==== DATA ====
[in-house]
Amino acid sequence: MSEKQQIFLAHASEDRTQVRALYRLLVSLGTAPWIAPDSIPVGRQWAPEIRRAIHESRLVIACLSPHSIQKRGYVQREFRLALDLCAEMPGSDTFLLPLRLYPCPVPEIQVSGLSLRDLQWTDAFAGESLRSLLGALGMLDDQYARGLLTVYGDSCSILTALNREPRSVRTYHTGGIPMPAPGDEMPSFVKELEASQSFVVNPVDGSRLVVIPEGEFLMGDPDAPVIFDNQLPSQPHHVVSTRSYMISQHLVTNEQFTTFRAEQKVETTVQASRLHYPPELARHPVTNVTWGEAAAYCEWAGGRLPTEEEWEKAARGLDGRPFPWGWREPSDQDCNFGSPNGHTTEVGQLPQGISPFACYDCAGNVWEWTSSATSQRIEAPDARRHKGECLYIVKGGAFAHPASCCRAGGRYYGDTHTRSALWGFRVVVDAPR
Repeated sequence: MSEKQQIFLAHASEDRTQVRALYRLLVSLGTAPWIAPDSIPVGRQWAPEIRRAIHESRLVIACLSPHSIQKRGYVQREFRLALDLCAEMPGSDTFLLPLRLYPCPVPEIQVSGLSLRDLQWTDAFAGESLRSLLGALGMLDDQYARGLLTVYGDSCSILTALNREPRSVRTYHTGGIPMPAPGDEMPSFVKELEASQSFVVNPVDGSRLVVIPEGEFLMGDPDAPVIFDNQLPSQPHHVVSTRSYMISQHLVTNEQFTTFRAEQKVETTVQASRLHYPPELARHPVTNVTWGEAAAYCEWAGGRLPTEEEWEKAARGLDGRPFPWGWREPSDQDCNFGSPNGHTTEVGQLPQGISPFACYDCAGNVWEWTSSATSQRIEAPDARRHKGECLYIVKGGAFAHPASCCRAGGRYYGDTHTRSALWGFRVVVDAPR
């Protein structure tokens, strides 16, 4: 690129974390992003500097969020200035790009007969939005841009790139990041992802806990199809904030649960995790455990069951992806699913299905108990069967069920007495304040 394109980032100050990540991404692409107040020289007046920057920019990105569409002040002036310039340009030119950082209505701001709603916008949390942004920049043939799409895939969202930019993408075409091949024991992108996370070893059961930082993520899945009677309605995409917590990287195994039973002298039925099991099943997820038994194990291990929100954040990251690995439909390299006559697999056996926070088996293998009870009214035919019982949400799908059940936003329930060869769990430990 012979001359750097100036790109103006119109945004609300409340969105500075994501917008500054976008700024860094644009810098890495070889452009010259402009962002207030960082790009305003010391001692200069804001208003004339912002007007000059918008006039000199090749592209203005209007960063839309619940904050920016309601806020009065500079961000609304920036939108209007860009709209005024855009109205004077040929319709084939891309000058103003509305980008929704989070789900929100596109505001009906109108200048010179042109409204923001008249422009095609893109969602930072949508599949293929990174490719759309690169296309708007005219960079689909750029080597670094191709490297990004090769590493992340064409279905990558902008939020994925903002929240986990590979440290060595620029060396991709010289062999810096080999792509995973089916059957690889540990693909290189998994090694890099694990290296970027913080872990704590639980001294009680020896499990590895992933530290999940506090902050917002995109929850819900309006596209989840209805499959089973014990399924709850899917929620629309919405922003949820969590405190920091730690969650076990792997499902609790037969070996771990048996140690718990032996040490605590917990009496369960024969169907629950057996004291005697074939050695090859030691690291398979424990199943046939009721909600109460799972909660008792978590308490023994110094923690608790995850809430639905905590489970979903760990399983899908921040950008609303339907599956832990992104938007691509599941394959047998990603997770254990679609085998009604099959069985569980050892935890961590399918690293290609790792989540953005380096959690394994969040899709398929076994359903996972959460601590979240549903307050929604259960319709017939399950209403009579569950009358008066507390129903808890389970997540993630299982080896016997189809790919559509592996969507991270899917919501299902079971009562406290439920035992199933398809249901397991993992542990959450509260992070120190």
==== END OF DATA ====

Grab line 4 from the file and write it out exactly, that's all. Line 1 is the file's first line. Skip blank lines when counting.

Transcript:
């Protein structure tokens, strides 16, 4: 690129974390992003500097969020200035790009007969939005841009790139990041992802806990199809904030649960995790455990069951992806699913299905108990069967069920007495304040 394109980032100050990540991404692409107040020289007046920057920019990105569409002040002036310039340009030119950082209505701001709603916008949390942004920049043939799409895939969202930019993408075409091949024991992108996370070893059961930082993520899945009677309605995409917590990287195994039973002298039925099991099943997820038994194990291990929100954040990251690995439909390299006559697999056996926070088996293998009870009214035919019982949400799908059940936003329930060869769990430990 012979001359750097100036790109103006119109945004609300409340969105500075994501917008500054976008700024860094644009810098890495070889452009010259402009962002207030960082790009305003010391001692200069804001208003004339912002007007000059918008006039000199090749592209203005209007960063839309619940904050920016309601806020009065500079961000609304920036939108209007860009709209005024855009109205004077040929319709084939891309000058103003509305980008929704989070789900929100596109505001009906109108200048010179042109409204923001008249422009095609893109969602930072949508599949293929990174490719759309690169296309708007005219960079689909750029080597670094191709490297990004090769590493992340064409279905990558902008939020994925903002929240986990590979440290060595620029060396991709010289062999810096080999792509995973089916059957690889540990693909290189998994090694890099694990290296970027913080872990704590639980001294009680020896499990590895992933530290999940506090902050917002995109929850819900309006596209989840209805499959089973014990399924709850899917929620629309919405922003949820969590405190920091730690969650076990792997499902609790037969070996771990048996140690718990032996040490605590917990009496369960024969169907629950057996004291005697074939050695090859030691690291398979424990199943046939009721909600109460799972909660008792978590308490023994110094923690608790995850809430639905905590489970979903760990399983899908921040950008609303339907599956832990992104938007691509599941394959047998990603997770254990679609085998009604099959069985569980050892935890961590399918690293290609790792989540953005380096959690394994969040899709398929076994359903996972959460601590979240549903307050929604259960319709017939399950209403009579569950009358008066507390129903808890389970997540993630299982080896016997189809790919559509592996969507991270899917919501299902079971009562406290439920035992199933398809249901397991993992542990959450509260992070120190």